It’s Zero-click! Pegasus Attack Don’t Need Human Action | Hacker Noon


Jaydev Joshi Hacker Noon profile picture

@maxiiJaydev Joshi

Lerner | Infosec | OSINT

Spyware is any malicious software designed to enter your computer device, gather your data, and forward it to a third-party without your consent.

What is Pegasus?

Pegasus spyware is created by Israel-based surveillance technology company NSO Group Technologies.

It isn’t just another spyware that you find on google. It is a type of spyware that infiltrates and does self-installation on your device, which means it’s sophisticated and one of the most advanced spyware. 

NSO does not provide any information about its clients. But according to its website, its products are used exclusively by intelligence and law enforcement agencies to fight against crime and terror. Some of the High profile cases had been solved by this spyware. 

Why Pegasus is in news?

Pegasus Spyware has allegedly been used to secretly monitor and spy on many public figures worldwide.

Journalists are raising voice against Pegasus. The Pegasus project is a ground-breaking collaboration by more than 80 journalists from 17 media organizations in 10 countries coordinated by Forbidden Stories with the technical support of Amnesty International’s Security Lab. Approximately 50K users including heads of state, activists, diplomats, journalists are been targeted & spied by the Pegasus Spyware across the globe.

NSO Group’s spyware has been used to facilitate human rights violations around the world on a massive scale.

“From the leaked data and their investigations, Forbidden Stories and its media partners identified potential NSO clients in 11 countries: Azerbaijan, Bahrain, Hungary, India, Kazakhstan, Mexico, Morocco, Rwanda, Saudi Arabia, Togo, and the United Arab Emirates (UAE).” (source)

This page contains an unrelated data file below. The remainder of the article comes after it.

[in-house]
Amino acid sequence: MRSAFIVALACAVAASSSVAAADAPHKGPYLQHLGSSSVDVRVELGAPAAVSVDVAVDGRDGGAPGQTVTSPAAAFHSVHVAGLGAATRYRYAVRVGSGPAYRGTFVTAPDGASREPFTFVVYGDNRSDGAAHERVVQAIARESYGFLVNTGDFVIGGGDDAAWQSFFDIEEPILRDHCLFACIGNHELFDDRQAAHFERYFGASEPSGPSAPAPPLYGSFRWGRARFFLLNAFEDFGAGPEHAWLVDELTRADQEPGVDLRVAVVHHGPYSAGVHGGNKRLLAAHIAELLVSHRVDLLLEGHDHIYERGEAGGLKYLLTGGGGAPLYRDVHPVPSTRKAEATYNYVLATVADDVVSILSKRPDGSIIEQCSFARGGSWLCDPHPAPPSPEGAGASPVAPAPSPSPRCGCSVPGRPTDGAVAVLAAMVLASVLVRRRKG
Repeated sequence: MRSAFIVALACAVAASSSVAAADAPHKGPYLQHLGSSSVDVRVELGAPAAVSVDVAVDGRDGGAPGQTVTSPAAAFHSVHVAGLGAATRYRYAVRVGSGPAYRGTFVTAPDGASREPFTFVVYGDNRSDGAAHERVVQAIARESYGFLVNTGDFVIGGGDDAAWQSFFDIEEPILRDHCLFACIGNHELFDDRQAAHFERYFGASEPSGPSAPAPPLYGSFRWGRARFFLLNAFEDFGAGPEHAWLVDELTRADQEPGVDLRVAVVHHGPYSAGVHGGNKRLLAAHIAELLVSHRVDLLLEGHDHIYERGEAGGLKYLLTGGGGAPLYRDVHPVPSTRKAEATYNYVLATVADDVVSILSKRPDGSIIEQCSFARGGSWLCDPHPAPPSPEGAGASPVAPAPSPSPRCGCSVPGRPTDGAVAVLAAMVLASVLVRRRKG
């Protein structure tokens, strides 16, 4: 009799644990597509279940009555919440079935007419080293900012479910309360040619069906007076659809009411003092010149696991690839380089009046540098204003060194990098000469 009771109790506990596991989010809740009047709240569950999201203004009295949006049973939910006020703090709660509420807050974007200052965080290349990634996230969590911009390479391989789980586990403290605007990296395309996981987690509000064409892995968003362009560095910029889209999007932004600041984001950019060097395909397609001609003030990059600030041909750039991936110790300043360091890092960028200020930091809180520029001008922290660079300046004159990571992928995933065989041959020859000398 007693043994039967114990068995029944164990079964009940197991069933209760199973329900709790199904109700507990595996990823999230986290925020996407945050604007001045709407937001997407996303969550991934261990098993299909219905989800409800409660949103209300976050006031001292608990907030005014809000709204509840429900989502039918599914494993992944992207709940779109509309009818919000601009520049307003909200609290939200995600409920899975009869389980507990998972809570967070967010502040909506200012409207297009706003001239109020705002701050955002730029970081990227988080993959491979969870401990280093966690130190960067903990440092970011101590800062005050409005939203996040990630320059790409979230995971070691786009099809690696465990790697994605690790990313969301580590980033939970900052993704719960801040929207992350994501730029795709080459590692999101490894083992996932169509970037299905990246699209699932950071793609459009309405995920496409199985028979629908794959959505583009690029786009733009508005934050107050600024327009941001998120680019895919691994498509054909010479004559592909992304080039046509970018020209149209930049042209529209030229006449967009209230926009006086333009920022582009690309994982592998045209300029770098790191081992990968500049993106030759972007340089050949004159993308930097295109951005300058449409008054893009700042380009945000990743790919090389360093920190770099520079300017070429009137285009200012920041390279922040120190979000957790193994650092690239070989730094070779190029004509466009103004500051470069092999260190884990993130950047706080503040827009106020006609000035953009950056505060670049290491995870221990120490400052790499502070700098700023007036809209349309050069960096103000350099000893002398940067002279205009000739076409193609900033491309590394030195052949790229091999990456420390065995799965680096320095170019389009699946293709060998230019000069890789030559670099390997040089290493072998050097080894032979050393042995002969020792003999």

Why it’s hard to trace?

Pegasus is the most sophisticated attack to date. The spyware has the capability of self-destruction in case of detection. So there is no trace left that the devices are being affected by Pegasus.

Generally, there are some indicators if any type of hacking software is installed on your device like battery consumption, slow working, increment in data usage, unusual behavior, heating problems, etc. But in the case of Pegasus, there is nothing. There’s no trace that your phone is infected. It works silently with/without your concern.

If it is not connected to the command and control server for 60 days or it thinks it has been installed on the wrong device, then it destroys itself.

Zero-click attacks are hard to detect & prevent. To keep on the safe side, users should use the latest versions of OS, keep updating their applications, and download them from the trusted sources.


How is this spyware installed on your phone?

This type of malware is working on a traditional phishing technique. You’ll get a link on your social media, personal email, or text message. Once you click the malware installed in your device.

Pegasus spyware works on zero-click vulnerability which means it can be directly installed on user devices without human interaction. So users do not even know that they are being attacked.

According to Kaspersky report, after scanning the target’s device, it installs the necessary modules. Since they have the root privilege, they can access all your messages and mail, calls, contacts, capture screenshots, exfiltrate browser history, and even listen to encrypted audio streams and read encrypted messages. It can spy on every aspect of the target’s device.

How to keep yourself safe from Pegasus?

Till now, there is no updated patch found to prevent this spyware. Still, you can follow some of these steps to minimize the risk.

  • Download from authorized sources.
  • Stay away from unofficial app stores.
  • Be reserved about giving permissions to apps.
  • Avoid email links and attachments when possible.
  • Avoid using public WiFi.
  • Update your Apps/Software immediately when security patches are released.

Find out more information on Pegasus here,

  • Citizen Lab Report
  • Forbidden Stories
  • The Print Report
  • Kaspersky Report
  • Amnesty Lab Report
  • Tags

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